Women being treated for breast cancer are typically told to expect some side effects, but a new study reveals that far more women than realized experience severe or very severe effects — even those who didn’t receive chemotherapy.
Researchers at the University of Michigan and Stanford University found that nearly half of women (45 percent) treated for early-stage breast cancer reported at least one severe or very severe effect, often leading to additional doctor’s appointments, trips to the emergency room and delays in treatment or reduced dosages.
The findings from the study, published in the journal Cancer, show that the rate of these severe side effects is higher than expected, said coauthor Allison Kurian, M.D., who is a health researcher at Stanford University School of Medicine. “Often women suffer in silence, afraid to tell providers about how bad things really are, for fear that their treatments may be halted. We need to change that.”
Up to now, most information on the toxicity of breast-cancer-treatment side effects came from clinical trial data or health care claims, which “may be biased,” researchers wrote. Few studies sought direct input from patients.
So the researchers surveyed nearly 2,000 patients with early-stage invasive breast cancer, the most common type of breast cancer in the U.S. This stage involves small tumors that have not spread to other parts of the body. Patients have surgery to remove part or all of the breast, sometimes followed by surgery and/or radiation to kill any lingering cancer cells.
In the survey, women were asked to rate the severity of seven common side effects of breast cancer treatment: pain; nausea or vomiting; skin irritation; arm swelling; difficulty breathing; diarrhea; and constipation.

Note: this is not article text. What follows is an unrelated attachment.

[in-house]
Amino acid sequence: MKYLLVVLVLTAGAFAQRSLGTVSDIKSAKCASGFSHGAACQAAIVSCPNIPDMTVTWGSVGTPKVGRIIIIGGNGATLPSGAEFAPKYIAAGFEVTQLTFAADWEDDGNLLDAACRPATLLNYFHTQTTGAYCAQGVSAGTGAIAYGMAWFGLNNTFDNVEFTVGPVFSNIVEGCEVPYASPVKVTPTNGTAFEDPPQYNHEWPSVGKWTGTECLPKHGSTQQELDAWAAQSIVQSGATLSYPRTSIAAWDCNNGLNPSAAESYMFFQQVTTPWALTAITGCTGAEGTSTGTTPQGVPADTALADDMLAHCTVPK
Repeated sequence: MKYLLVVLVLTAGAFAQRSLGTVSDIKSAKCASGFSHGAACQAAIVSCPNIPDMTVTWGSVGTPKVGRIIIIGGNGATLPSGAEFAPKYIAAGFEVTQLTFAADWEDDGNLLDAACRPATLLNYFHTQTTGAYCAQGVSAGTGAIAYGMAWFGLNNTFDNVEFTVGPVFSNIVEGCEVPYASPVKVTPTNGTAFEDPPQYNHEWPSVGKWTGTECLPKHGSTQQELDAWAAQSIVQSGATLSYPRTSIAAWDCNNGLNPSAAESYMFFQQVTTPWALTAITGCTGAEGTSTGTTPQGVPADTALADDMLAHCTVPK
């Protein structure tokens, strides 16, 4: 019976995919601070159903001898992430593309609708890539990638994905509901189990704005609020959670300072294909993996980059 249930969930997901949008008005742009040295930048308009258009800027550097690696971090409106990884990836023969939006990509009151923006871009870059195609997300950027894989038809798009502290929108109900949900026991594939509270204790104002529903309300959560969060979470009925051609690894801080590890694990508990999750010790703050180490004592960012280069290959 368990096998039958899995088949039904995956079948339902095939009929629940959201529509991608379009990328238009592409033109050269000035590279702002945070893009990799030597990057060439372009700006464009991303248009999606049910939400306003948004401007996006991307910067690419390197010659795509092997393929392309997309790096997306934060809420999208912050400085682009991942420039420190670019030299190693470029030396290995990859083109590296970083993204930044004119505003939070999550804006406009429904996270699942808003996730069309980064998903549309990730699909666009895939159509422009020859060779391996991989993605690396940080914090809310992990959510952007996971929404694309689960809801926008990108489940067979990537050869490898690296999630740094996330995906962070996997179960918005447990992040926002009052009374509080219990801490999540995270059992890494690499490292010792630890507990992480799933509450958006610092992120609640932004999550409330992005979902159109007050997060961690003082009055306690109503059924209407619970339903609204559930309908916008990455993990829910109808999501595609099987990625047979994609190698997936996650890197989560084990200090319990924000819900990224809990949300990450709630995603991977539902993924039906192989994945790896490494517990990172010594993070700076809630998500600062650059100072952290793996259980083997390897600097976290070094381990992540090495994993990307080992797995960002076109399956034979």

Among the survey’s findings:
- Ninety-three percent of women overall said they experienced at least one side effect, with 45 percent rating it severe or very severe.
- Pain, constipation and skin irritation were most frequently reported as the most toxic side effects.
- Women who received chemo were twice as likely as those who didn’t to report a severe side effect, and those who received both chemo and radiation were 30 percent more likely to experience a toxic side effect compared to those who only had only one of those treatments.
- Women who had a double mastectomy (removal of both breasts) were twice as likely as those who underwent a lumpectomy (removal of part of a breast) to experience severe or very severe pain.
- Severe side effects were 30 percent more likely for Latina women than white women.
- Nearly 20 percent of those who didn’t get chemo still reported severe or very severe pain.
Obviously, those who received more therapy could suffer more effects, and the study didn’t look at whether physicians were following guidelines on timing and dosages, which can affect the toxicity of treatment.
But Kurian also noted that oncologists need to encourage patients to share information about the side effects they’re experiencing and to help women manage these effects more effectively.